“Are They Your Grand Kids?” She Asked
Blog - July 16, 2017

It finally happened.  The day I had been dreading. I was expecting it when my kids were in grade school, not while getting their pre-kindergarten check up.

Flashback to my makeup days working for Lancôme….Jacksonville.

The client was sitting in my chair while I was doing her makeup.  Highlighting, contouring, shaping, and doing all the necessary things to give the illusion of youthfulness. She was about 55 years-old.  In our conversation, she told me that she had a toddler.

My first reaction was, wow, she’s old- that poor kid.  How will she keep up with him?  What will his friends think when he’s older?

This concerned me.  At the same time, I wondered, what makes people want to have children later in life?  Do they think it through?  Do they think about how they will manage as age takes a toll on them?

The truth is that I didn’t really think that far ahead.  In my mind, when I turned 40, it was now or never.   I had never thought of having children before that.  I viewed them as an inconvenience. I also never envisioned getting married. That seemed even more of an inconvenience, lol. When I met my husband and we dated, we didn’t even discuss kids. Then we got married.  We went a long with our lives and our three animals and didn’t think much about it.

I thought being a mother was something that you knew you wanted.  I believed that it was an innate feeling that one had, and I didn’t have it.  I did not feel that “mother instinct”. But when I turned 40 I noticed that my friends and I had different lives.  They were having children and I wasn’t.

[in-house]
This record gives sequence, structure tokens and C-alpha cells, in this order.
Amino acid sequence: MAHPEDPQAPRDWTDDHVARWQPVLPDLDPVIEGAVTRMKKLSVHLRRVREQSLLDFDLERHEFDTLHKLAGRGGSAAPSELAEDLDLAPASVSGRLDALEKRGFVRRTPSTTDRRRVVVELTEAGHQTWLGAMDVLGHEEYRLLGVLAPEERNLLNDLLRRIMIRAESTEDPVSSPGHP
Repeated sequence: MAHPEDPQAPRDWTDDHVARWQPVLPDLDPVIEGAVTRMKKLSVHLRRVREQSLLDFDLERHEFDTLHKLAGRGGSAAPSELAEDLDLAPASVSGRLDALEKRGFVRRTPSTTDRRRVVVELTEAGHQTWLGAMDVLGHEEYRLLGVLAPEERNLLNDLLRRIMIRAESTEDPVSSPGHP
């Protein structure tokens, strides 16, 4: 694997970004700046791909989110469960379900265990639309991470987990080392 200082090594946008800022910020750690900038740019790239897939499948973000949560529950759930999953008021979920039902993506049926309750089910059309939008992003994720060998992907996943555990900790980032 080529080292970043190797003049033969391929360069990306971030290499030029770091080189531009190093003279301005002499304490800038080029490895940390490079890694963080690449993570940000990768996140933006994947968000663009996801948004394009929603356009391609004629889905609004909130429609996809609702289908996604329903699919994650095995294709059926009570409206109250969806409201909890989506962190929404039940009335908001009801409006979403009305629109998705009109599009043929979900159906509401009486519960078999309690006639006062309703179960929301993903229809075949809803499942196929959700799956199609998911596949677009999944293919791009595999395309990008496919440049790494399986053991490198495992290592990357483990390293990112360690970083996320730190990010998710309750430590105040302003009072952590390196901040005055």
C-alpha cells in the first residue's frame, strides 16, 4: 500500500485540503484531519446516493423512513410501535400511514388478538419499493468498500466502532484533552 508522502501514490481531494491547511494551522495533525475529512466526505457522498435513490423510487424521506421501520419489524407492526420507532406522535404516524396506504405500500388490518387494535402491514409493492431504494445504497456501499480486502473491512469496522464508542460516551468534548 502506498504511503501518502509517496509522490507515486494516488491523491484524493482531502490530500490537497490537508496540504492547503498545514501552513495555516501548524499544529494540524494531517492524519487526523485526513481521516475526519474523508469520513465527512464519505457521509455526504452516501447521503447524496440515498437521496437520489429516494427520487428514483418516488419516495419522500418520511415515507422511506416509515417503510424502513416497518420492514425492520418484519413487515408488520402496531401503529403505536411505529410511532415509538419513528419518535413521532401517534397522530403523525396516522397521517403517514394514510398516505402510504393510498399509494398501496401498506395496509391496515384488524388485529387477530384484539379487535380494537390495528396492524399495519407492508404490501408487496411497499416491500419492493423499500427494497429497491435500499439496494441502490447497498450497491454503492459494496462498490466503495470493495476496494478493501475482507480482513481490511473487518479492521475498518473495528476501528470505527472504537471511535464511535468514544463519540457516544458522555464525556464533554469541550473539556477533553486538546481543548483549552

Should I have children, I thought? Would this enhance our lives?  So, I tried at 40 year-old and it happened.  After I had a miscarriage, I wanted it even more.  I was devastated.  I wondered about the family that could have been and being a mother suddenly took on a new meaning, whereas before it was like, “let’s just try and see what happens.” Now that I had seen the ultrasound, it suddenly got real, and when I lost the baby at 10 weeks, going through that kind of loss was like nothing I had ever experienced.  So, I was apprehensive in trying again because I wasn’t sure how long one should wait before trying again.  I didn’t want to dismiss the loss I had just had.  I could never forget what could have been.